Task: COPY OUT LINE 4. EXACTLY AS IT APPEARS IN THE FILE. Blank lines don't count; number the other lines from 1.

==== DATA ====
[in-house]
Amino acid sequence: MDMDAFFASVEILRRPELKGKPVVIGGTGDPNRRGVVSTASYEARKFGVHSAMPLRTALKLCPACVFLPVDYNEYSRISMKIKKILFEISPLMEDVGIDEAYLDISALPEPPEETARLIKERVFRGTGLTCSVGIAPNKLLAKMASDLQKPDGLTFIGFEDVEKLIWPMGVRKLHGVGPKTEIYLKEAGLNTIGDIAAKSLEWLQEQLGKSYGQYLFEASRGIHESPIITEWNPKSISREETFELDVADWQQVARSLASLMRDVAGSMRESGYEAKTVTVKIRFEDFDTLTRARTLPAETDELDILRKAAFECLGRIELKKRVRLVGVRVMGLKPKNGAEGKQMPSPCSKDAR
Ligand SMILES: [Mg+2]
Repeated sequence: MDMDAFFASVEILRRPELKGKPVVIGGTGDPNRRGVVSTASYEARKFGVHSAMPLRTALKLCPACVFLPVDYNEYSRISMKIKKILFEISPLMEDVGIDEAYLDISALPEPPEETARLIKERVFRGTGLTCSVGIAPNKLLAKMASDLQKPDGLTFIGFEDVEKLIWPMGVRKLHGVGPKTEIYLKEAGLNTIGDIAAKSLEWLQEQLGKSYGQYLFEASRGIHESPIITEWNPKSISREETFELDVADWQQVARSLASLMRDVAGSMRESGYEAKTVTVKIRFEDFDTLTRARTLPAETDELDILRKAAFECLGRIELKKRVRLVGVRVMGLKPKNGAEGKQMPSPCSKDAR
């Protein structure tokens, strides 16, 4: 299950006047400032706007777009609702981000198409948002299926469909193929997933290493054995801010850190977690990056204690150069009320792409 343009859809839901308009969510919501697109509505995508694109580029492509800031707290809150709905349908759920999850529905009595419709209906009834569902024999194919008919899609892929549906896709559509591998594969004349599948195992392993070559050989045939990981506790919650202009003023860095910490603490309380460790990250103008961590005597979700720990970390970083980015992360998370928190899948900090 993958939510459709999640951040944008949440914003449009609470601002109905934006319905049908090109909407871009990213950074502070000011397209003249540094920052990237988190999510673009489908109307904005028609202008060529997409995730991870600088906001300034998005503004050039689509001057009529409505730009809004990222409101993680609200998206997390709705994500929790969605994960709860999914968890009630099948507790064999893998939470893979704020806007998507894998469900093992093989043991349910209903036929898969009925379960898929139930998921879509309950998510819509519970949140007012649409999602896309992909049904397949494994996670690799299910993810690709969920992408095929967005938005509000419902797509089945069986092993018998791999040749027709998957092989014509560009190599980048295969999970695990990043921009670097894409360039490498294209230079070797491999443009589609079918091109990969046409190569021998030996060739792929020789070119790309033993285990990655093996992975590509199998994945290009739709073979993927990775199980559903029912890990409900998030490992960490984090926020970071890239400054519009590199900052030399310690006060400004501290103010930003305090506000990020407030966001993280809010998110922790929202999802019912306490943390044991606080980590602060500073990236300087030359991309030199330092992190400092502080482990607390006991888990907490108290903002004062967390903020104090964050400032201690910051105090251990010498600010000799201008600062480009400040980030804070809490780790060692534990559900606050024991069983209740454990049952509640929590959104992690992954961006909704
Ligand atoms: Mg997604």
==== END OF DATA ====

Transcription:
Repeated sequence: MDMDAFFASVEILRRPELKGKPVVIGGTGDPNRRGVVSTASYEARKFGVHSAMPLRTALKLCPACVFLPVDYNEYSRISMKIKKILFEISPLMEDVGIDEAYLDISALPEPPEETARLIKERVFRGTGLTCSVGIAPNKLLAKMASDLQKPDGLTFIGFEDVEKLIWPMGVRKLHGVGPKTEIYLKEAGLNTIGDIAAKSLEWLQEQLGKSYGQYLFEASRGIHESPIITEWNPKSISREETFELDVADWQQVARSLASLMRDVAGSMRESGYEAKTVTVKIRFEDFDTLTRARTLPAETDELDILRKAAFECLGRIELKKRVRLVGVRVMGLKPKNGAEGKQMPSPCSKDAR